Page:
KIRKUK, Iraq — Shattered glass, body parts, a blood-splattered blue sedan — the grainy video pans over the scene as Iraqi officers comb the site of a drive-by assassination.
It’s the Iraqi version of the television program “Cops,” minus the “Bad Boys” soundtrack, but otherwise roughly modeled after the American show.
Created to make government more transparent, “The Cops Show,” featuring Kirkuk officers in action, is the first of its kind in the country and is breaking new ground in Iraqi television. A live call-in portion gives the public the chance to praise the security forces or gripe about them.
Screened weekly on Kirkuk Television, which broadcasts in this northern city of nearly 1 million people, “The Cops Show” has opened the floodgates in a community long suppressed.
“During Saddam Hussein’s time, it was very different,” station manager Nasser Hassan Mohammed said. “You were unable to ask questions. You couldn’t say anything bad about police.
“Now people can call in directly. Anyone has the right to do this. This is the difference now. This is freedom.”
The call-in portion, initially a novelty, has become a staple of the show, and panelists field up to 30 calls per segment, Mr. Mohammed said. And because Kirkuk is ethnically mixed, the show switches among the languages spoken by Kurds, Arabs, Turkomen or Assyrians.
It took Iraqis a while to master the art of the phone-in.
“But after more than a year, they understand very well,” Mr. Mohammed said.
Col. Gordon Petrie, the show’s American military adviser, said it marks a new era for community-service television.
“There has been a sea change in media,” said Col. Petrie, who heads public affairs for the 116th Brigade Combat Team. “Before 2003, it was all Saddam, all the time.
“Kirkuk, which was one of the largest TV stations, basically was robotic. They’d get the Baghdad feed and send it out again. Now they are in charge here.”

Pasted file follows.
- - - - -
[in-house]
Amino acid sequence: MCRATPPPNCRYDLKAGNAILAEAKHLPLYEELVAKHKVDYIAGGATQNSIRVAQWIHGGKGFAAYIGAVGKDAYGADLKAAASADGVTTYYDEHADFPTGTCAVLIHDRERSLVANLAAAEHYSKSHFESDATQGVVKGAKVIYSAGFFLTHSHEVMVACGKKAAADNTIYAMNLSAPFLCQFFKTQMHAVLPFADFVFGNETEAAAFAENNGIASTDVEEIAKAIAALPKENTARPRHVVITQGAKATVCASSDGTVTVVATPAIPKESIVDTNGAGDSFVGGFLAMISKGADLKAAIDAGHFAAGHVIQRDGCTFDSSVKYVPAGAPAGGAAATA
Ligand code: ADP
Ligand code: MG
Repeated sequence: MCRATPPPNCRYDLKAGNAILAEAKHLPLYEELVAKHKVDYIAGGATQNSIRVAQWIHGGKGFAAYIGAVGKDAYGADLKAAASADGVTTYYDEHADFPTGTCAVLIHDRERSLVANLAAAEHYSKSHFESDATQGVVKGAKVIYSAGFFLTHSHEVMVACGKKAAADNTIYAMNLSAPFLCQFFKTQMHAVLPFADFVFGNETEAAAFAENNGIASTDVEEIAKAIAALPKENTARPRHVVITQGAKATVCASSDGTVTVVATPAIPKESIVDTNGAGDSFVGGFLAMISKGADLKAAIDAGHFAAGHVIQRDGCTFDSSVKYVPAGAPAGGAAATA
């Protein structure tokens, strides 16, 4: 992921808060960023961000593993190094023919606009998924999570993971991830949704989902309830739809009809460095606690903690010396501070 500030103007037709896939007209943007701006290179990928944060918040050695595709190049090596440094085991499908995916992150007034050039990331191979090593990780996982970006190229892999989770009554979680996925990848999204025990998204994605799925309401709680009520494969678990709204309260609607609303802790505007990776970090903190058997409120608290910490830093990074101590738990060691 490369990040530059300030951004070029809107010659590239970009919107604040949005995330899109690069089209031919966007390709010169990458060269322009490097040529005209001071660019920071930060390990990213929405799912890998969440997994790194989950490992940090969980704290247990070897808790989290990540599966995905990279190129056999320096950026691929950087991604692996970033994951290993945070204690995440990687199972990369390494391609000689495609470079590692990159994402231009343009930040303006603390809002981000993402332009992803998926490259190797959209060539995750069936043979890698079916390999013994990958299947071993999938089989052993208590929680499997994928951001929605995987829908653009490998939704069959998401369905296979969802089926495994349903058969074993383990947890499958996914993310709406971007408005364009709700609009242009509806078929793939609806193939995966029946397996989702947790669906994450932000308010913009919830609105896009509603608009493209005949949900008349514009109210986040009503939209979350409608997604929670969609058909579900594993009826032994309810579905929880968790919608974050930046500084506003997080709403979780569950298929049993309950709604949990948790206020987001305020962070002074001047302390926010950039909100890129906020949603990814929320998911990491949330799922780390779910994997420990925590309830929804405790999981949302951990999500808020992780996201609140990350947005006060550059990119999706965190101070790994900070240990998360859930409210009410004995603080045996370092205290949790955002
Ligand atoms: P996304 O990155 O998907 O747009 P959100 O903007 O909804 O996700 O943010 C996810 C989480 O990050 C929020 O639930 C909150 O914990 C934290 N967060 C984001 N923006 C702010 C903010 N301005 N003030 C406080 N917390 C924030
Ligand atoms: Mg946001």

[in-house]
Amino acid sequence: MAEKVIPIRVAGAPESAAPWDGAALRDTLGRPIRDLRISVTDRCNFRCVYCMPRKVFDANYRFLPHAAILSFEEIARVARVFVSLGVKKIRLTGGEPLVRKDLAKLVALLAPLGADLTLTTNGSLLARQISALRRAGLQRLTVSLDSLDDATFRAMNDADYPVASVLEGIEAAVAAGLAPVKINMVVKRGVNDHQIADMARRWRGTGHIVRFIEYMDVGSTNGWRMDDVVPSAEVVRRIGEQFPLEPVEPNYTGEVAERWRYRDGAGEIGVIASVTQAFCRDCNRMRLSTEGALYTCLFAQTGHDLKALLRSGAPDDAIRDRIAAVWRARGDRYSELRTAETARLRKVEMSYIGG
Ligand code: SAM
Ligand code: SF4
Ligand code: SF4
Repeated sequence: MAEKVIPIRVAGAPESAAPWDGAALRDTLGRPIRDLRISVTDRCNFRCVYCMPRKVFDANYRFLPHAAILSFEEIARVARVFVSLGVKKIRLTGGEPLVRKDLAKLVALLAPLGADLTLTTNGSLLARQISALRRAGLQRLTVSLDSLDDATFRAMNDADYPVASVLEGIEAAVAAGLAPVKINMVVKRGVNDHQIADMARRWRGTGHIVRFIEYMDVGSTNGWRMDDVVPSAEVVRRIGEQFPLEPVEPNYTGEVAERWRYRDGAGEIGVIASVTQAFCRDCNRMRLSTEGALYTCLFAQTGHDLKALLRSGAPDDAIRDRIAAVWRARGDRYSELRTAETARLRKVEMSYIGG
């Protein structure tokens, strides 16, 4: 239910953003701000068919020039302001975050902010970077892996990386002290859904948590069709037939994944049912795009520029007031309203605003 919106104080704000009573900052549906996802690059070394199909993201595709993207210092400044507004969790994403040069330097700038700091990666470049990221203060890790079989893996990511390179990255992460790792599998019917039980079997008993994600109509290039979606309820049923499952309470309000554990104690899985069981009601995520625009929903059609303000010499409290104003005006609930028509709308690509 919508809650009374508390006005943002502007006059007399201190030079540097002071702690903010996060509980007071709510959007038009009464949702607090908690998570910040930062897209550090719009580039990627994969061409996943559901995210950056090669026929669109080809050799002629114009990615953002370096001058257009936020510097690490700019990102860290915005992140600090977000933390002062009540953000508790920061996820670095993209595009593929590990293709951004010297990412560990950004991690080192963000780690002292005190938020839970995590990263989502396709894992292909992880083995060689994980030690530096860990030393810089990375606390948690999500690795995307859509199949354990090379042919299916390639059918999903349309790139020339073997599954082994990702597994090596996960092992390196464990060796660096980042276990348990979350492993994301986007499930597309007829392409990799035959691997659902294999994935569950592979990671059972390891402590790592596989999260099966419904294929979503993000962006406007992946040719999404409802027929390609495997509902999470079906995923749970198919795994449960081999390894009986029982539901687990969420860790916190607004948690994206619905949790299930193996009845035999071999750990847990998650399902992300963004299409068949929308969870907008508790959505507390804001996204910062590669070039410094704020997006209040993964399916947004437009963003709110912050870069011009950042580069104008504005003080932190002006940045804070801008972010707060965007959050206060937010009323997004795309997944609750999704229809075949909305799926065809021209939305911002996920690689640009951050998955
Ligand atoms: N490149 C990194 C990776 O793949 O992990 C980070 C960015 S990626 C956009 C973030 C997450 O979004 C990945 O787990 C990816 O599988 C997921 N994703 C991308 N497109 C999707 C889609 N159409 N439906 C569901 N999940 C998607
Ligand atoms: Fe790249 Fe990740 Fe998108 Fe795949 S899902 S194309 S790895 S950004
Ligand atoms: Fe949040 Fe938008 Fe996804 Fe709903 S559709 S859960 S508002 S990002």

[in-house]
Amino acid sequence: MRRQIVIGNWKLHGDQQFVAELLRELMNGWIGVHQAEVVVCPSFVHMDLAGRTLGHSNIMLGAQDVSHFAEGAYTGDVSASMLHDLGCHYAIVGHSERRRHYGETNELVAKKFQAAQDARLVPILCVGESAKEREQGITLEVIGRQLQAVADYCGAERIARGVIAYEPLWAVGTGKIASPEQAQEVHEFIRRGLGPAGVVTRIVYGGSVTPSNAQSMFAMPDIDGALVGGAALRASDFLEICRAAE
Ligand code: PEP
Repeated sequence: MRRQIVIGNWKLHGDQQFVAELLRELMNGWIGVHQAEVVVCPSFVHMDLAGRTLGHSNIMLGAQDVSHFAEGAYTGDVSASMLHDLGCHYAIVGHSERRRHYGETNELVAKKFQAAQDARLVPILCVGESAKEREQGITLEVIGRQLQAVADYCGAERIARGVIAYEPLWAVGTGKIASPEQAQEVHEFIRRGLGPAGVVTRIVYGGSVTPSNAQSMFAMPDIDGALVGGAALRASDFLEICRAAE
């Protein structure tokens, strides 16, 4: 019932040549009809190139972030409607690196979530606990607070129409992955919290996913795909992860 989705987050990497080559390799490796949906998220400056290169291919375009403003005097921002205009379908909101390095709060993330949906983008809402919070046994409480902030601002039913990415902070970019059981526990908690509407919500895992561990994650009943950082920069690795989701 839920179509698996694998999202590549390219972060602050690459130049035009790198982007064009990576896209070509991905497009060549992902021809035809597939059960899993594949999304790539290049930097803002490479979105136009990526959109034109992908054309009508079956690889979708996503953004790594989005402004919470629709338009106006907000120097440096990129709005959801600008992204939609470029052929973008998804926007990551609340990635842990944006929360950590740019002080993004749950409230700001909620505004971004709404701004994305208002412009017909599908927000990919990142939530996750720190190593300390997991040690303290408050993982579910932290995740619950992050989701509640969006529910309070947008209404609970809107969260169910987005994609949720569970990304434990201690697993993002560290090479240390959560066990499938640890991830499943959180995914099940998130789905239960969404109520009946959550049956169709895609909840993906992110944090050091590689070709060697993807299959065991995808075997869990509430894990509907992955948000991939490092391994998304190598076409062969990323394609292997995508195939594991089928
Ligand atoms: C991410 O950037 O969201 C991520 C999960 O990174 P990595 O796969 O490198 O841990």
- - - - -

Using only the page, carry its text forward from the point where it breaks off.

Until January’s landmark elections, the Americans “ran the shows, booked the guests, and tried to show them what community-service programming was about. But after Jan. 30, we became the monitors. They haven’t disappointed us,” Col. Petrie said.
The show also aims to change a Saddam-era image of police as corrupt, inept and unapproachable.
“The first thing we wanted was to show friendship between citizens and police. They are not your enemy. They are your friend,” Mr. Mohammed said.
Provincial police Chief Gen. Sherko Shakir has appeared as a guest several times. His spokesman, Abdullah Abdul-Qadir, is host and moderator. During a recent taping, the panelists included Kirkuk’s police chief, Gen. Burhan Taha, and two local police station commanders.
The show opened with graphic videotape of the body of an off-duty police captain, assassinated just days after his wedding. Gen. Taha decried the shooting as a “cowardly job” and urged the public to help.
“Don’t be afraid. Give tips anonymously. That way, you can stop bad activities,” he said.
Callers were just as quick to demand more of their local police force.
“I was standing on the main road near bridge No. 3. I saw some criminal activity. We don’t have security in our area. Sometimes, we have to secure the area by ourselves,” one man said.
The show’s popularity has not gone unnoticed by its enemies, and the studios are heavily guarded. The station’s employees regularly get threats, Mr. Mohammed said, adding that he himself was hit by more than two dozen bullets during an assassination attempt in May 2004.
The station remains undeterred, the station manager said.
“After liberation, many things changed. Many dreams were realized. We use freedom and democracy,” he said. “Our duty is to show people that freedom.”